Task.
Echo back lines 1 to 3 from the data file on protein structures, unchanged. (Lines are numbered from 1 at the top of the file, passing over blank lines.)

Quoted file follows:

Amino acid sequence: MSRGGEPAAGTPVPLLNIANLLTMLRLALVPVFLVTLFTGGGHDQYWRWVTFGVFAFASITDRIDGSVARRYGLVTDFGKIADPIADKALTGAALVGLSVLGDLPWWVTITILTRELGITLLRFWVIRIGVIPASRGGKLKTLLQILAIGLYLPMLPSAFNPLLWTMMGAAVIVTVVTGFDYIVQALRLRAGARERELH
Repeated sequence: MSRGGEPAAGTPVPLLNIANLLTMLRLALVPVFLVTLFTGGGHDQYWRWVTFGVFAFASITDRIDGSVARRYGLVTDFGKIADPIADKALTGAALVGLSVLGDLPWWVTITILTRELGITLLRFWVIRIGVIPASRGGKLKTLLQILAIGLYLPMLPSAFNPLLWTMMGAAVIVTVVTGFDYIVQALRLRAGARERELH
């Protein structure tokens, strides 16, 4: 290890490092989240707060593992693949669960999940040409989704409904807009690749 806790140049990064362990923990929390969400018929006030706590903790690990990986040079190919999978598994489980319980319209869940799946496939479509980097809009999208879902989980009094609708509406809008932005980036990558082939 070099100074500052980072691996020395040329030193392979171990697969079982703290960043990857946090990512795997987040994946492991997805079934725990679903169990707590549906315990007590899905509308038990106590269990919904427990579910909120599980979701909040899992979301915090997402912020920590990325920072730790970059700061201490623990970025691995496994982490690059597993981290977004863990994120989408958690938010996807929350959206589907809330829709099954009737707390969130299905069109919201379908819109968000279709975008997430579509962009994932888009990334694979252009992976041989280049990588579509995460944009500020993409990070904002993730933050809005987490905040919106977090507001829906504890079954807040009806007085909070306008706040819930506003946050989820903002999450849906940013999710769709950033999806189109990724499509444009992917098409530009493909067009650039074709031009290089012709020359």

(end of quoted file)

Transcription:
Amino acid sequence: MSRGGEPAAGTPVPLLNIANLLTMLRLALVPVFLVTLFTGGGHDQYWRWVTFGVFAFASITDRIDGSVARRYGLVTDFGKIADPIADKALTGAALVGLSVLGDLPWWVTITILTRELGITLLRFWVIRIGVIPASRGGKLKTLLQILAIGLYLPMLPSAFNPLLWTMMGAAVIVTVVTGFDYIVQALRLRAGARERELH
Repeated sequence: MSRGGEPAAGTPVPLLNIANLLTMLRLALVPVFLVTLFTGGGHDQYWRWVTFGVFAFASITDRIDGSVARRYGLVTDFGKIADPIADKALTGAALVGLSVLGDLPWWVTITILTRELGITLLRFWVIRIGVIPASRGGKLKTLLQILAIGLYLPMLPSAFNPLLWTMMGAAVIVTVVTGFDYIVQALRLRAGARERELH
């Protein structure tokens, strides 16, 4: 290890490092989240707060593992693949669960999940040409989704409904807009690749 806790140049990064362990923990929390969400018929006030706590903790690990990986040079190919999978598994489980319980319209869940799946496939479509980097809009999208879902989980009094609708509406809008932005980036990558082939 070099100074500052980072691996020395040329030193392979171990697969079982703290960043990857946090990512795997987040994946492991997805079934725990679903169990707590549906315990007590899905509308038990106590269990919904427990579910909120599980979701909040899992979301915090997402912020920590990325920072730790970059700061201490623990970025691995496994982490690059597993981290977004863990994120989408958690938010996807929350959206589907809330829709099954009737707390969130299905069109919201379908819109968000279709975008997430579509962009994932888009990334694979252009992976041989280049990588579509995460944009500020993409990070904002993730933050809005987490905040919106977090507001829906504890079954807040009806007085909070306008706040819930506003946050989820903002999450849906940013999710769709950033999806189109990724499509444009992917098409530009493909067009650039074709031009290089012709020359």